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Four Useful Quicklook Plugins

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Quicklook is a great feature of OS X, allowing you to press the spacebar when a file is selected in Finder and quickly look at the contents. If you’re unfamiliar with Quicklook, check out this great introductory article.

As great as this is, there are a few occasions where it would be useful to quicklook a file that is not supported by default. Luckily, Quicklook is extendable with plugins; here are my favorite four.


BetterZip QuickLookGenerator lets you peer at the contents of an archive file (ZIP, TAR, GZip, BZip2, ARJ, LZH, ISO, CHM, CAB, CPIO, RAR, 7-Zip, DEB, RPM, SIT, DiskDoubler, BinHex, and MacBinary) without extracting it first.



Folder will display the contents of a folder. One might ask, why not just use Finder to view the contents of a folder, since that is really its job? I often will navigate to a top directory with Finder, and then bring up QuickLook. I then use the arrow keys to navigate that top directory, with Quicklook still open. This lets me peer at all files, including any subdirectories, without breaking my navigation method.


Suspicious Package

Suspicious Package lets you peer into the contents of a .pkg file, often used as application installers. This is also useful to browse the package receipts in your machine’s Receipt directory (in /Library/Receipts) which represents all packages previously installed. This is handy if you need to manually clean up packages.



Color Code gives you syntax highlighted source code. This supports a range of source files from the standards like C, Java, Pascal, XML and Plists (which are usually just XML, anyway). This is great for quickly glancing at any source code files you need to.


Other File Formats

To see if a Quicklook plugin exists for a specific file format you use, such as Adobe Illustrator (ai), Flash Video (flv) and more (even Commodore 64 disk images), check out for an up-to-date list of available plugins.

Installing plugins

Quicklook plugins are generally distributed without an installer. To install Quicklook plugins where an installer is not provided, copy the .qlgenerator file to either
/Library/QuickLook/ (to be available for all users) or /Users/username/Library/QuickLook/ (to be available for just that username).

To uninstall these, simply delete the .qlgenerator file from where you installed it.

19 Responses to “Four Useful Quicklook Plugins”

  1. Thank you very much for sharing this list. I never thought of using quick look for tar files. I deal with these backups all the time and this will definitely make my life a little easier. Do you know if there is any size limitation that these plugins have? I will try it out on some large files and leave my responses.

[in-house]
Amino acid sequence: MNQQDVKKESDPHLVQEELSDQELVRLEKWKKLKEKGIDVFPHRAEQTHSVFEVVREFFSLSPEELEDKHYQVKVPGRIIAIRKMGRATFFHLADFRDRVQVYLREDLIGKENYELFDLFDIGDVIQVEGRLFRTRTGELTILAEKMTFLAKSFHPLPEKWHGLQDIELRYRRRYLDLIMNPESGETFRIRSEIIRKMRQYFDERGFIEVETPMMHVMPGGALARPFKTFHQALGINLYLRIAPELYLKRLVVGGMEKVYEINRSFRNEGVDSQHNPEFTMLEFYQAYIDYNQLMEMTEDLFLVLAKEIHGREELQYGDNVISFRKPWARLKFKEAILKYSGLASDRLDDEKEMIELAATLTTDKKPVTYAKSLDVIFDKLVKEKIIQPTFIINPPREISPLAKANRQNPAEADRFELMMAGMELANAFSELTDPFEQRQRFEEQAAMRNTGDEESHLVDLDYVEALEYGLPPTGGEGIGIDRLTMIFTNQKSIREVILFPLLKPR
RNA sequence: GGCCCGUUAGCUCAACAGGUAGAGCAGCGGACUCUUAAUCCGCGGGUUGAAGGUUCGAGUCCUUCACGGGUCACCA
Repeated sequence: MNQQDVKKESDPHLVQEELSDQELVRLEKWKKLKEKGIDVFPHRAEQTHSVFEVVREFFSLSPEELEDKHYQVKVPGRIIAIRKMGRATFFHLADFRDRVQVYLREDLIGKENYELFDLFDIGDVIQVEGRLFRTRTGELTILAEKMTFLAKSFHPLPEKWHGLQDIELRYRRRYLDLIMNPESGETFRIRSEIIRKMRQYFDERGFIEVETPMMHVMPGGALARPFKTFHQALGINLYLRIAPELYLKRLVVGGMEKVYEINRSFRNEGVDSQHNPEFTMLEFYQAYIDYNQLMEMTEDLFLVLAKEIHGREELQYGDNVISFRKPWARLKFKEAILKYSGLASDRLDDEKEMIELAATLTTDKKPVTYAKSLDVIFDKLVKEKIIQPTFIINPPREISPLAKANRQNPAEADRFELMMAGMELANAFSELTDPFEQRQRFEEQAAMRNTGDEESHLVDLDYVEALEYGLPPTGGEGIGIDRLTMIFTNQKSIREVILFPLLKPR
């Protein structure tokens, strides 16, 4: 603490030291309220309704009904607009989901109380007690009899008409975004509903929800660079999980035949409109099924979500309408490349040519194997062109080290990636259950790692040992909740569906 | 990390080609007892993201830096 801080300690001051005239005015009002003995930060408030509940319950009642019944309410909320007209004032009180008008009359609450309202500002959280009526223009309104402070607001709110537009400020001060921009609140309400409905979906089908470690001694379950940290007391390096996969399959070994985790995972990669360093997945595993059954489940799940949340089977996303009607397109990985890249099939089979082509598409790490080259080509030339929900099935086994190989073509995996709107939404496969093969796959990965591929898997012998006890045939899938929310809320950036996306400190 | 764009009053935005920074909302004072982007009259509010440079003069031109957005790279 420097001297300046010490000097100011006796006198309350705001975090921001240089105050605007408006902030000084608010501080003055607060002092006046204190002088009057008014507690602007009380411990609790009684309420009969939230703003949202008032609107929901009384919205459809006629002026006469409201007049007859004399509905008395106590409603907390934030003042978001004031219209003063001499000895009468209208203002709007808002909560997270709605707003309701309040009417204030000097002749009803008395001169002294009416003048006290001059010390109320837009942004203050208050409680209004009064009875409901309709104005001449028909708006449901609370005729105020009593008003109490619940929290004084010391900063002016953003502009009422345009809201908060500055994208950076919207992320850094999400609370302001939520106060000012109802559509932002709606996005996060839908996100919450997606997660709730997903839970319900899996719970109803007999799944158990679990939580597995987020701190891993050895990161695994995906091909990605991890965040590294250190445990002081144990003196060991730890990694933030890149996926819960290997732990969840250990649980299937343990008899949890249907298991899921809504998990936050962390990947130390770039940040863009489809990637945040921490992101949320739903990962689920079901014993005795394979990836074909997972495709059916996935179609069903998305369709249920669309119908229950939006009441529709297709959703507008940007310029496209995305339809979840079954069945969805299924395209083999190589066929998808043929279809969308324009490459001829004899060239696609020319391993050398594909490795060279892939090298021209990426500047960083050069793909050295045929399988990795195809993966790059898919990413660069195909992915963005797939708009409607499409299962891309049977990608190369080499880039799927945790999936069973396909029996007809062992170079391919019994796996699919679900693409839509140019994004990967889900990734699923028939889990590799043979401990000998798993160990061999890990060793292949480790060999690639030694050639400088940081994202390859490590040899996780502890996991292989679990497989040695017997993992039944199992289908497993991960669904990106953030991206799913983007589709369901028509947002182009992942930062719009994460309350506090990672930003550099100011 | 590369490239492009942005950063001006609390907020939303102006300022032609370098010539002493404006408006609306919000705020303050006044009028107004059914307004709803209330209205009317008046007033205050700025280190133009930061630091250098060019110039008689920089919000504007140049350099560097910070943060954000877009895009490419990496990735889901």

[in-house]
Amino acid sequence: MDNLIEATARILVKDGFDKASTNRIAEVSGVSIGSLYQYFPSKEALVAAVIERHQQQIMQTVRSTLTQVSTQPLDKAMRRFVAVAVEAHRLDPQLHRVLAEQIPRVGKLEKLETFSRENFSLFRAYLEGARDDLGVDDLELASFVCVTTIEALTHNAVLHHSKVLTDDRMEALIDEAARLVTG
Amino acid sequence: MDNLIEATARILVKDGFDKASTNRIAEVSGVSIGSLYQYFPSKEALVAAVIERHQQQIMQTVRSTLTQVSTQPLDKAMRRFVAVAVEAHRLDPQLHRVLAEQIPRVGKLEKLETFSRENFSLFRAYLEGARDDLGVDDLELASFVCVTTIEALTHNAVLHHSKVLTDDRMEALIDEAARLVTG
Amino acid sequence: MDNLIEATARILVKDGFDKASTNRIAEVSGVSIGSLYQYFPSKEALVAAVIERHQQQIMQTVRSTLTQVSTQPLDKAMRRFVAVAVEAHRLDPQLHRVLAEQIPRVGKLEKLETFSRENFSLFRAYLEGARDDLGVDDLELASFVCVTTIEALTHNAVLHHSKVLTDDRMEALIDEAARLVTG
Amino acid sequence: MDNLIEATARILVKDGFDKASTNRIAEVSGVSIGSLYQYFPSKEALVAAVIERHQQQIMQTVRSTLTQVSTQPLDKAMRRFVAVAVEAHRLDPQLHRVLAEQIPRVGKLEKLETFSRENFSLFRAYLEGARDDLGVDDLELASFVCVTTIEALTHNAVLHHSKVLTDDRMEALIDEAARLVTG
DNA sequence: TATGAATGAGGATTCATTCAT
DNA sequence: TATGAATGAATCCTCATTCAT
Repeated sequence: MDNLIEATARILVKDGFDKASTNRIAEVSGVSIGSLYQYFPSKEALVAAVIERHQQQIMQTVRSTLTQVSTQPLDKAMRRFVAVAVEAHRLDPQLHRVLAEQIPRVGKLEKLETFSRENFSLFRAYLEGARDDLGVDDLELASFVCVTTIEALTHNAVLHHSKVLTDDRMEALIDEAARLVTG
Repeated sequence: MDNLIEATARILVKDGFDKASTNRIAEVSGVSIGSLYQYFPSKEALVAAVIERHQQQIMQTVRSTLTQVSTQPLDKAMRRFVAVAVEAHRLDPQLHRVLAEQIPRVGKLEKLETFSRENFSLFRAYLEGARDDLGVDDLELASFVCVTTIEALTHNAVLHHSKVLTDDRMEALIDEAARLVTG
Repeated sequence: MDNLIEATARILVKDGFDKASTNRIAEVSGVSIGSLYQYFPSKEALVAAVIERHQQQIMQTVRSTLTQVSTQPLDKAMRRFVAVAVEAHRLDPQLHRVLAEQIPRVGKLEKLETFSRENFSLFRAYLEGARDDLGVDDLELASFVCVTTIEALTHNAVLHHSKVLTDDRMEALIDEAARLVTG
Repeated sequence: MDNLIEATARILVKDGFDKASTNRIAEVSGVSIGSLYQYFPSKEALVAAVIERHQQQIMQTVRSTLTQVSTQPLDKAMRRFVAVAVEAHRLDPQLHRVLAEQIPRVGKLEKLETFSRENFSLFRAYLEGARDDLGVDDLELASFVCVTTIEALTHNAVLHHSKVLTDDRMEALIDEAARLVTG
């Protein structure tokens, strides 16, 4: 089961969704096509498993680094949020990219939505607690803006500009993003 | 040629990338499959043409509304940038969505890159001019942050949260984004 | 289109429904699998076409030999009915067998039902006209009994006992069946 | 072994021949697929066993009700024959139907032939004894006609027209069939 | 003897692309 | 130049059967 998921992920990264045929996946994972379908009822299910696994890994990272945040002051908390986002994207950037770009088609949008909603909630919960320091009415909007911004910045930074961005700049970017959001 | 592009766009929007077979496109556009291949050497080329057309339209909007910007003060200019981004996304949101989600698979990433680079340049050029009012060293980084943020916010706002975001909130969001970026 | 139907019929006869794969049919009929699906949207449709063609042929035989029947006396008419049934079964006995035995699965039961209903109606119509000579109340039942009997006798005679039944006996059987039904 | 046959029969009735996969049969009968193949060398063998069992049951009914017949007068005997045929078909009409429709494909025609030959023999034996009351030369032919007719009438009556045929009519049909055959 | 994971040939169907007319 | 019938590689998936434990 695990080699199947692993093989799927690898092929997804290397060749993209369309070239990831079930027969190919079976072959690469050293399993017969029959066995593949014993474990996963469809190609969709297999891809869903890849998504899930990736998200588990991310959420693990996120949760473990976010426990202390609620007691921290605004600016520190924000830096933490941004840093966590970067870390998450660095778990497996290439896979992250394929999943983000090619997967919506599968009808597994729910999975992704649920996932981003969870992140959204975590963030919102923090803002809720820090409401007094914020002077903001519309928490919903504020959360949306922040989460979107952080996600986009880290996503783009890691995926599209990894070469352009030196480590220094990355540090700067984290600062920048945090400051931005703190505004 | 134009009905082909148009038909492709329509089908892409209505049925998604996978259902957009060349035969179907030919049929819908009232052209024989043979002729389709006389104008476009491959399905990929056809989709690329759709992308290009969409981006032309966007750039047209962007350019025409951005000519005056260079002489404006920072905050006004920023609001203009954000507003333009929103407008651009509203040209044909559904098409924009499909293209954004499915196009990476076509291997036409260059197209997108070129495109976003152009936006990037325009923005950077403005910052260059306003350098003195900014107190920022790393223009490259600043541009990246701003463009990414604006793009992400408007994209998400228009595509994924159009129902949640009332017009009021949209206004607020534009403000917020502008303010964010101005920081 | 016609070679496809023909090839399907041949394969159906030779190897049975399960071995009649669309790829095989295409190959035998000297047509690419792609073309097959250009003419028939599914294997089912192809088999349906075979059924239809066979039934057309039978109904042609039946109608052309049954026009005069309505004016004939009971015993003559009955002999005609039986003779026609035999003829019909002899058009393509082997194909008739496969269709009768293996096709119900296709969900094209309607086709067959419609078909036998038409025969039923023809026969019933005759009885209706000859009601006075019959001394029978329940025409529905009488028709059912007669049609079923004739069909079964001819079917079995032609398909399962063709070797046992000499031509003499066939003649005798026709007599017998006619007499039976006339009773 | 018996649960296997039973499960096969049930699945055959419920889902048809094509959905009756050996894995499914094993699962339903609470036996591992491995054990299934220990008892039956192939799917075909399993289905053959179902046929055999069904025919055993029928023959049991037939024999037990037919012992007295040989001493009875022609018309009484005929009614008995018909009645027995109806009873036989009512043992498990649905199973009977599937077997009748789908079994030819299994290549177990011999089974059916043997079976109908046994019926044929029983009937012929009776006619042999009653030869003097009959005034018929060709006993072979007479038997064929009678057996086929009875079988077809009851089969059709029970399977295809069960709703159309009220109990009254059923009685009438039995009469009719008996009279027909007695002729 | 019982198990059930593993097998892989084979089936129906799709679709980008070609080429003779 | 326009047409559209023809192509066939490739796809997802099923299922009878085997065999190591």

2. Martin A. Totusek

    There are quite a few OS X 10.3.9 users and plenty of OS X 10.4.x users.

    Therefore, the author would have been more accurate if he stated “Quicklook is a feature of OS X 10.5.x”, and indicated that he is writing about only about OS X 10.5.x features.

    – Martin A. Totusek (Seattle dBug MUG member)

  3. I use QuickLook a lot. IMO, it’s one of the best user-level features in Leopard. It’s a great productivity boost, but would be even better if you could interact with what’s being viewed (consider the way you can drag a file out of the grid view of a stack — that’s what I’d like to see in QuickLook). I have all of the plugins you’ve reviewed installed.

    I find ColorCode to have a couple of small but annoying problems: First, it doesn’t word wrap. The QuickLook interface just isn’t designed well for horizontal scrolling. That’s not such a big deal, because you’re just “quicklooking” in most cases, and in most kinds of source code keeping lines discrete is important (but the ColorCode folks could fix that by combining word wrap with the use of visible line numbers).

    However, it’s compounded by the second problem (which admittedly, I’ve only seen on my machine): ColorCode appears to take over the use of plain text from whatever built-in QL plugin handles them normally (i.e. files with a txt extension, in addition to those that correspond to code formats). It’s not helpful at all to only see the 40 or so characters of a long paragraph, and I usually wind up opening txt files in an editor even after viewing them with QuickLook.

    Some qlgenerators I’d like to see:

    – I’d love to find one that functions like Suspicious Package, but works on bundles in general (.app folders, iPhoto library, etc.)

    – The Folder qlgenerator would be a lot more useful if it could drill down into subfolders with disclosure triangles or something. Does a competitor exist?